Thursday, January 10, 2008

Plain Jane

AA Gill on the latest TV adaptation of Sense and Sensibility:

"It’s about – well, you know what it’s about. It’s what they’re all always about: selling teenage virginity for cash and crenellations. The most astute deconstruction of every plot nuance and character trait in the Austen or Brontë novel can be found in Noel Edmonds’s Deal or No Deal."

Which might be the appropriate time to admit that I've never actually seen Deal or No Deal.

12 comments:

Annie Rhiannon said...

Neither have I, but I tell you what I HAVE seen: JUDGE JUDY. I am staying at my parents' house for a week and would you believe it's on for 2.5 hours every evening? FANTASTIC.

Sorry about all caps and everything. My parents aren't annoying me at all.

Geoff said...

There are no teenage virgins on Deal Or No Deal.

They've all got the hots for Noel, though.

Billy said...

He does have a point, although he's wrong about the Brontes though.

Murph said...

Don't waste a second of your life on it Tim!
It's a load of bollocks where people have to open their boxes and worry what everybody will say. Nothing like Austin ...

Annie said...

Yersss... I do like AA Gill, & not really a big fan of Jane Austen, but this is a bit sound-bitey - if it must be summed up so glibly, she's all about what it's like being a teenage virgin with no options, and how to negotiate some kind of a life for yourself from such a powerless position...

(See Mrs Richards? I WAS listening during A Level Eng Lit, not just doodling the Velvet Underground lyrics on my notebook...)

Rimshot said...

The US Deal or No Deal has Howie Mandell as the host. His aversion/phobia regarding hand-shaking makes for some mildly interesting greetings of guests (didn't the bumping knuckles thing go out in the 80's?). The 'Case Girls', however, are worth the price of admission.

Tim Footman said...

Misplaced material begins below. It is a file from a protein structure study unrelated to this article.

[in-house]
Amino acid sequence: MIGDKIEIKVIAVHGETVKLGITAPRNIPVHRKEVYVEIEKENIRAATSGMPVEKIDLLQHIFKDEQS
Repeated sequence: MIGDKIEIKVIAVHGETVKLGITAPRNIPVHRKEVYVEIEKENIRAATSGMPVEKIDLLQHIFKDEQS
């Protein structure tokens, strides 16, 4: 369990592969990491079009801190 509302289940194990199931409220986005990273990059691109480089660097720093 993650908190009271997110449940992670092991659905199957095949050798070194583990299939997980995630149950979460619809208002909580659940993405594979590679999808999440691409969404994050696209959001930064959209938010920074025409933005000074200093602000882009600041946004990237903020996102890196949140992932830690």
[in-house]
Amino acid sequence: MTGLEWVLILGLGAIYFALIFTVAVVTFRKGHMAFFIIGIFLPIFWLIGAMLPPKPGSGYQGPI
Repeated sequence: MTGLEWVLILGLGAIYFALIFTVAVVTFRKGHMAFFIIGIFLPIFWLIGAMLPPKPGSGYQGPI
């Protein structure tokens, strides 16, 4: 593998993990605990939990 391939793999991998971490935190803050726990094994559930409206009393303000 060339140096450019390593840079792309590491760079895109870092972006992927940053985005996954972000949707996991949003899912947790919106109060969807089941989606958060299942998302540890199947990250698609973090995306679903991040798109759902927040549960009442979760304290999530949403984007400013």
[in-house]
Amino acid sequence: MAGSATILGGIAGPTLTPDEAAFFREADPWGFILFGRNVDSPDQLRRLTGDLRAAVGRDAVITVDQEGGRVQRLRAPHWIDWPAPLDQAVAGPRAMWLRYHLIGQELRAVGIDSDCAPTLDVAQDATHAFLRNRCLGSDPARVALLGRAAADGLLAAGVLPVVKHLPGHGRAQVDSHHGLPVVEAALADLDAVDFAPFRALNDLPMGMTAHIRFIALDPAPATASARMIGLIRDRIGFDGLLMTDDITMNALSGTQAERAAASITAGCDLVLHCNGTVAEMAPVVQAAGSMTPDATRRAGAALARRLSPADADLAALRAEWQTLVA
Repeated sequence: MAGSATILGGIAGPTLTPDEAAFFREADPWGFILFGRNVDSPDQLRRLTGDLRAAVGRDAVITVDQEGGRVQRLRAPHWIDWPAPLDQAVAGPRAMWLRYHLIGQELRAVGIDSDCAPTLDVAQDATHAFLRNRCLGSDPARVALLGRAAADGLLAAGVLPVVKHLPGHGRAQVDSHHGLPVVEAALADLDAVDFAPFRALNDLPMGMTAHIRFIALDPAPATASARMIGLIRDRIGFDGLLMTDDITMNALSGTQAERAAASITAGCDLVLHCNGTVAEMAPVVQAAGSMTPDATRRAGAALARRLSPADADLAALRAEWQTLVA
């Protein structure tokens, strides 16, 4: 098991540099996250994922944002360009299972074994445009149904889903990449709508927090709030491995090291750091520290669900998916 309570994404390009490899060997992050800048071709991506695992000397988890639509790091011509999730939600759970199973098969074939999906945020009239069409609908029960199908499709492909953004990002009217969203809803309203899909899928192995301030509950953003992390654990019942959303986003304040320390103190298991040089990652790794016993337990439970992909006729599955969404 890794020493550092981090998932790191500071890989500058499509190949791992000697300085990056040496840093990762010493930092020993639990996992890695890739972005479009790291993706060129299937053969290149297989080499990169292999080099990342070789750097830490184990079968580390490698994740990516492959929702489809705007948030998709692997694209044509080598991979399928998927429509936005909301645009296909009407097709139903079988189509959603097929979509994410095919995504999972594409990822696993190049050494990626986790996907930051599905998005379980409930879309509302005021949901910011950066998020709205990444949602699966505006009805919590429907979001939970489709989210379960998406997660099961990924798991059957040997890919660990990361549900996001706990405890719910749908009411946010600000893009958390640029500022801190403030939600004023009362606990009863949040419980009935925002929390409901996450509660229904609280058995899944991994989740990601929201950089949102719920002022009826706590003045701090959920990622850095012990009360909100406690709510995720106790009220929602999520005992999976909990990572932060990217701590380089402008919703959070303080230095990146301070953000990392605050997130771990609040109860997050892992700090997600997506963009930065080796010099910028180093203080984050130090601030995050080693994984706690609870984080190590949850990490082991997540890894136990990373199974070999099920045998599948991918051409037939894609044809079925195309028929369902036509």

Get Judge J to bust their asses, Annie R. Be like that boy who called 999 because his parents made him go to bed too early.

There are very few teenage virgins, full stop, Geoff.

Yes, he's utterly wrong about the Brontes, isn't he Billy? He should stick to restaurants.

Northwanger Abbey, Murph? Manfeel Park? Pride and Protruberance?

I bet AA doesn't really understand the VU either, Annie.

An OCD gameshow host, Rimshot? Cool! What about Howard Hughes fronting Who Wants To Be A Millionaire?

patroclus said...

Never mind all that - Tim, your country (that's the UK, btw) needs you! Critics and viewers alike are struggling to make sense of all the Baudrillardian layers in 'Echo Beach' and 'Moving Wallpaper'. I think you're the only person in the world who can deconstruct it/them adequately. Please help.

Tim Footman said...

Haven't yet seen the thing although, as with any such high-concept undertaking, that needn't matter (it's possible to review the concept while ignoring the execution, after all). My immediate reaction is that it's the reductio ad absurdum of the "It's so bad it's good" notion that underpinned the mid-90s cheesy-MOR revival. People watch soaps because they know they're bad: but will they watch a soap that's so bad, the makers create a whole other programme to point out its badness?

Will this do for the moment?

treespotter said...

i just saw my first episode last night. the indonesian version. call me stupid, it takes me a while for me to get it.

actually,my girl had to explain it for me.

Valerie said...

Argh. I think I'll go watch some Buñuel instead.

How is Jane Austen anything like the Brontës? One wrote comedies of manners gussied up in poor-girl-gets-good apparel, and the others — well, you can't really lump them together, but Charlotte and Emily wrote (melo)dramas with poor-girl-goes-through-hell themes.

I'm a big Jane Austen fan — as I similarly love the Anthony Villiers books, Walter Jon Williams' Drake Maijstral books, etc. Comedies of manners are brilliant. But I suspect many modern interpreters don't realize Austen writes comedies.

I haven't seen Deal or No Deal either, though, so I'm just randomly talking out of my ass here.

Tim Footman said...

Indonesian po-mo soap, Treespotter? A genre all of its own.

Talking out of one's ass, Valerie? Why do I suspect that's exactly what AA Gill was doing?